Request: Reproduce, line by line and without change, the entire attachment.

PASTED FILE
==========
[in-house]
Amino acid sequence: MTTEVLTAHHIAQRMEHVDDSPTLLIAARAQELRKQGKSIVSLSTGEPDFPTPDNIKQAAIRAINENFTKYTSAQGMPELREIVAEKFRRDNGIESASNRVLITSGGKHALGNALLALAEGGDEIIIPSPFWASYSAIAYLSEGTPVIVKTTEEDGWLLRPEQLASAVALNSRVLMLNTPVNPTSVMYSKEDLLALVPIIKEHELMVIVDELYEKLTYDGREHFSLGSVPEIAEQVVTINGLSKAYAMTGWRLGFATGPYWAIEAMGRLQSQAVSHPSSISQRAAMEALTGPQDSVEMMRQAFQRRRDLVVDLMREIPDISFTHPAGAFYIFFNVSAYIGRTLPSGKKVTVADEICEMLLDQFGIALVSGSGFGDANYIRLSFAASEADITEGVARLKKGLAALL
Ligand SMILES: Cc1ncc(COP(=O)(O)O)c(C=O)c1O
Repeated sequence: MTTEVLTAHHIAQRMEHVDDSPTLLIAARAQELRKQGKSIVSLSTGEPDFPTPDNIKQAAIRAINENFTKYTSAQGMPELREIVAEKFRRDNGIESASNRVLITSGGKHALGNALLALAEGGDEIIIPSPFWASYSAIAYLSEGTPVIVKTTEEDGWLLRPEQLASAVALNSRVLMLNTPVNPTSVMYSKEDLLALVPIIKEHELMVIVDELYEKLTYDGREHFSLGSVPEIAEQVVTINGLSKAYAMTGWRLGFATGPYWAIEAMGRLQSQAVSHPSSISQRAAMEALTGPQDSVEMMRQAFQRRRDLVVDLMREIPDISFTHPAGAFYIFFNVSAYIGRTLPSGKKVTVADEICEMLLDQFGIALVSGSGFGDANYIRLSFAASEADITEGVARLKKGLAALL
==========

[in-house]
Amino acid sequence: MTTEVLTAHHIAQRMEHVDDSPTLLIAARAQELRKQGKSIVSLSTGEPDFPTPDNIKQAAIRAINENFTKYTSAQGMPELREIVAEKFRRDNGIESASNRVLITSGGKHALGNALLALAEGGDEIIIPSPFWASYSAIAYLSEGTPVIVKTTEEDGWLLRPEQLASAVALNSRVLMLNTPVNPTSVMYSKEDLLALVPIIKEHELMVIVDELYEKLTYDGREHFSLGSVPEIAEQVVTINGLSKAYAMTGWRLGFATGPYWAIEAMGRLQSQAVSHPSSISQRAAMEALTGPQDSVEMMRQAFQRRRDLVVDLMREIPDISFTHPAGAFYIFFNVSAYIGRTLPSGKKVTVADEICEMLLDQFGIALVSGSGFGDANYIRLSFAASEADITEGVARLKKGLAALL
Ligand SMILES: Cc1ncc(COP(=O)(O)O)c(C=O)c1O
Repeated sequence: MTTEVLTAHHIAQRMEHVDDSPTLLIAARAQELRKQGKSIVSLSTGEPDFPTPDNIKQAAIRAINENFTKYTSAQGMPELREIVAEKFRRDNGIESASNRVLITSGGKHALGNALLALAEGGDEIIIPSPFWASYSAIAYLSEGTPVIVKTTEEDGWLLRPEQLASAVALNSRVLMLNTPVNPTSVMYSKEDLLALVPIIKEHELMVIVDELYEKLTYDGREHFSLGSVPEIAEQVVTINGLSKAYAMTGWRLGFATGPYWAIEAMGRLQSQAVSHPSSISQRAAMEALTGPQDSVEMMRQAFQRRRDLVVDLMREIPDISFTHPAGAFYIFFNVSAYIGRTLPSGKKVTVADEICEMLLDQFGIALVSGSGFGDANYIRLSFAASEADITEGVARLKKGLAALL